Moreover, the country was forced to overpay for vaccines, paying 33% more than the African Union price for the Pfizer-BioNTech vaccine and paying the Serum Institute of India (SII) 2.5 times more for a generic version of the Oxford-AstraZeneca vaccine compared to the United Kingdom.
These are among the findings of The Health Justice Initiative’s first part of its investigation into the Covid-19 vaccine procurement agreements that the SA Health Ministry entered into with Covax Facility - Gavi Alliance, Janssen Pharmaceutica, Pfizer and the Serum Institute of India between 2020 and 2022.
These documents were provided in response to legal action initiated by HJI, prompting the South African National Department of Health to share an initial set of Covid-19 vaccine procurement agreements with HJI's legal team. This outcome positions South Africa as the first African nation to share crucial information on Covid-19 vaccine procurement that has largely remained inaccessible to most countries.
At a press conference hosted by HJI on Tuesday, 5 September, multi-stakeholders shed light on a stark reality: that Pfizer, J&J and SII all required over the top indemnification protections and rapid indemnification funds to be established as a precondition for supplies.
When looking at the staggering amount overpaid by the SA government, the vaccine contract agreements show that:
Moreover, the Pfizer contract contains none of the public-interest measures that are contained in some UK and EU vaccine agreements, such as access to test data, march-in rights in the event of abandonment, localised manufacturing, or dose redistribution. Only $20m of the $40m advance payment to Pfizer was refundable should the company fail to deliver doses.
J&J’s $27.5m advance payment was not refundable “in any circumstances”.
The contract with Gavi contains no provision for returns or refunds. Gavi provided no guarantee of the actual number of doses or delivery date for Covid-19 vaccines. South Africa remained liable to pay for all of the doses ordered, even after the country was forced to order doses directly from pharmaceutical companies when Gavi failed to deliver.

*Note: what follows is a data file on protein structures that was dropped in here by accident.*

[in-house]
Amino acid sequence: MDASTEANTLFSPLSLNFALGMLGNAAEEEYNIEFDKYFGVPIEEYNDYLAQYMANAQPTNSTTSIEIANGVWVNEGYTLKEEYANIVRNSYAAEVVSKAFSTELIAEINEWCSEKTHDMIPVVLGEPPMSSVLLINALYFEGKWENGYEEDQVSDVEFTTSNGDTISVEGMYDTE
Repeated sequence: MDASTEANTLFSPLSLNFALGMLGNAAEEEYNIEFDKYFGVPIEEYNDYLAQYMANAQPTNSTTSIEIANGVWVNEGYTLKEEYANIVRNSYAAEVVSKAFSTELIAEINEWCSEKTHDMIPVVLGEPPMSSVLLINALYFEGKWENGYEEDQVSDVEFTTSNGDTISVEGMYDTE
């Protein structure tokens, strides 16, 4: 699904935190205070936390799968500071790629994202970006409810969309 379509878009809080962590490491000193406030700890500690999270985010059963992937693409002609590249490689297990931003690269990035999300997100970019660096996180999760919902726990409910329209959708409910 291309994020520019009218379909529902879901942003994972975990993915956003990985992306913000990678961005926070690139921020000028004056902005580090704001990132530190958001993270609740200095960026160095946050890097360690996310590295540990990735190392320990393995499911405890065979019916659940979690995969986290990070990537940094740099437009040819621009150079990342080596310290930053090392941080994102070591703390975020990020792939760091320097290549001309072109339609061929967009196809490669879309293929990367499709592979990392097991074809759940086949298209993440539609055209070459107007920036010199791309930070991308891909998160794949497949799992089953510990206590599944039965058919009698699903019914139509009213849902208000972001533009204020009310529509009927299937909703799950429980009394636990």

“This deference to and fear of powerful pharmaceutical companies - in the middle of a crisis and in a Constitutional democracy - is incredibly concerning. It shows how much power was put into the hands of private sector actors and how few options governments had, when acting alone, in the middle of a pandemic,” said Fatima Hassan, founder and director of the HJI.
At HJI’s press conference multi-stakeholders - among them Global Justice Now, O’ Neill Institute and HealthGap - shed light on a stark reality: that these four contracts significantly favour multinational pharmaceutical corporations over South Africa's interests.
They noted how the agreements also relinquish the country’s sovereignty as none of these contracts were negotiated under South African legal jurisdiction. One notable example was the use of English and Welsh law in the agreement involving US-based Johnson & Johnson.
This revelation underscores the pressing concerns about power imbalances within these agreements.
“The agreements placed people and governments in the Global South in the unenviable position of having to secure scarce supplies in a global emergency with unusually hefty demands and conditions, including secrecy, a lack of transparency, and very little leverage against late or no delivery of supplies or inflated prices - resulting in gross profiteering,” said Hassan.
The Group’s analysis sets out why this type of ‘’take it or leave it’’ contracting signals a dangerous precedent for future pandemic-readiness measures and systems.
“The contracts reveal the phenomenal power that pharmaceutical companies wielded in negotiations. In our scramble for desperately needed vaccines, South Africa was forced to hand over unimaginable sums of money for overpriced vaccines doses. We were bullied into unfair and undemocratic terms in contracts that were totally one-sided," Hassan said.
"Put simply, pharmaceutical companies held us to ransom. And we must ask: did they do it to other countries too?”
The Group highlights that this is not a problem that can be solved by a single government but requires a regional and global solution and the exercise of state sovereignty.
"Unless acted upon with clear, legally binding international agreement, we will arrive at the next pandemic with little more to enforce fair terms than platitudes and scathing press statements from the ministers and president in SA and other world leaders in the Global South," Hassan remarked.
"This must be deliberated upon in pandemic accord negotiations and revisions of the International Health Regulations currently underway and at the upcoming United Nations General Assembly (UNGA).’’
The SA Health Department has undertaken to share the remainder (part 2) of the documents it was ordered to disclose, and in agreement with HJI, by no later than 29 September, 2023.